#9. A Step Up. Sitting 7-8+ feet away, larger sets are best.  42” sets with 1080p and 60 Hz can be found for as low as $470-$490; with 120 Hz they are $490-$510.  A 46”-47” set with 1080p and 60 Hz will run $500-$550; with 120 Hz it will cost $570-$700.  At 9-10+ feet away, consider a larger set: 52”, 55”, 57”, 60”, 65” or more.  Prices have dropped substantially and the technology is constantly improving.  Sales in some stores may even allow you to buy a high-quality name-brand 55” set with 1080p and 120Hz for $750 - $800.  A 60” set will cost $900 and up.

#10. LCD and LED-LCD TVs.  Digital sets have either plain LCD screens (no LED technology) or the improved LED-Edgelit and LED-Backlit technologies.  Budget allowing, purchase an LED set.  Four basic types of LED configurations exist, adding $100 or more to the price of a comparable LCD-only set.  Each is a step up:  ?LED-Edgelit without local dimming – the most common type today, generally improving the overall picture.   ?LED-Backlit without local dimming.  ?LED-Edgelit with local dimming, to adjust brightness “zones” and black levels.  ?Top of the line: LED-Backlit with local dimming.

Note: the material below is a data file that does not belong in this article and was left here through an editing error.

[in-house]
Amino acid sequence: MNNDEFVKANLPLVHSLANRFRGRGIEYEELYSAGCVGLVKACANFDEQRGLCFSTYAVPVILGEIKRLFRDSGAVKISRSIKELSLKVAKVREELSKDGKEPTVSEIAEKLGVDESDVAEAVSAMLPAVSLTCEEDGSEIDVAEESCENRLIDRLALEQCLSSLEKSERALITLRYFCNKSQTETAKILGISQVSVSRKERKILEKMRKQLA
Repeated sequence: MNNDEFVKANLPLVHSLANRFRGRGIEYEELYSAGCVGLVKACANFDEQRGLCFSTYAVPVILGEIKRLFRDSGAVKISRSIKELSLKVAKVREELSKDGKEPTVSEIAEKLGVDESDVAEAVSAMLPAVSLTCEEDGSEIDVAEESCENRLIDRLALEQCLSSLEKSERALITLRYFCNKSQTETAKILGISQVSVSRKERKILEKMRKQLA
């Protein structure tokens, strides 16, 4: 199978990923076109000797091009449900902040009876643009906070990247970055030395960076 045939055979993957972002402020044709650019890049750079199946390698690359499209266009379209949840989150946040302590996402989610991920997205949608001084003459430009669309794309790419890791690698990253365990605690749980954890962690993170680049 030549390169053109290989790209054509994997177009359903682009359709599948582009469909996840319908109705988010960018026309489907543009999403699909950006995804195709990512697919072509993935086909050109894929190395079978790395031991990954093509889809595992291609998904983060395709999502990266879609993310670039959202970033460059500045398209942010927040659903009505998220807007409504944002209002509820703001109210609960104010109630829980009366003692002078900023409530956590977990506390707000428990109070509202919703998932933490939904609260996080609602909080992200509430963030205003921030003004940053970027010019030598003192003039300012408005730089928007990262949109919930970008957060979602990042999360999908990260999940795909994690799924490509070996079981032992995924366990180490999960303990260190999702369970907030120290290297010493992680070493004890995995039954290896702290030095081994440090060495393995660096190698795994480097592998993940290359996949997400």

#11. How about Plasma?  The more expensive “plasma” TV screens traditionally provided a somewhat sharper and more brilliant picture.  But LED technologies have come a long way; the screens now have excellent brightness and color.  For rooms with several windows facing the TV, select an LED set because sunlight, glare, or reflections will interfere with plasma displays (most have shiny glass-like screens).  The same is true of lamps at night; if they face or are directly opposite the screen, you may see the lights or lighted lamp-shades reflected on the screen.  If you have a relatively dark room and lighting will not interfere, plasma sets can be preferable. (Or check on the cost of plasma sets that have an anti-glare coating.)  Note, however, that many TV manufacturers will likely stop producing plasma TVs in the near future, focusing instead on 4K LED sets or on OLED (see #22, below).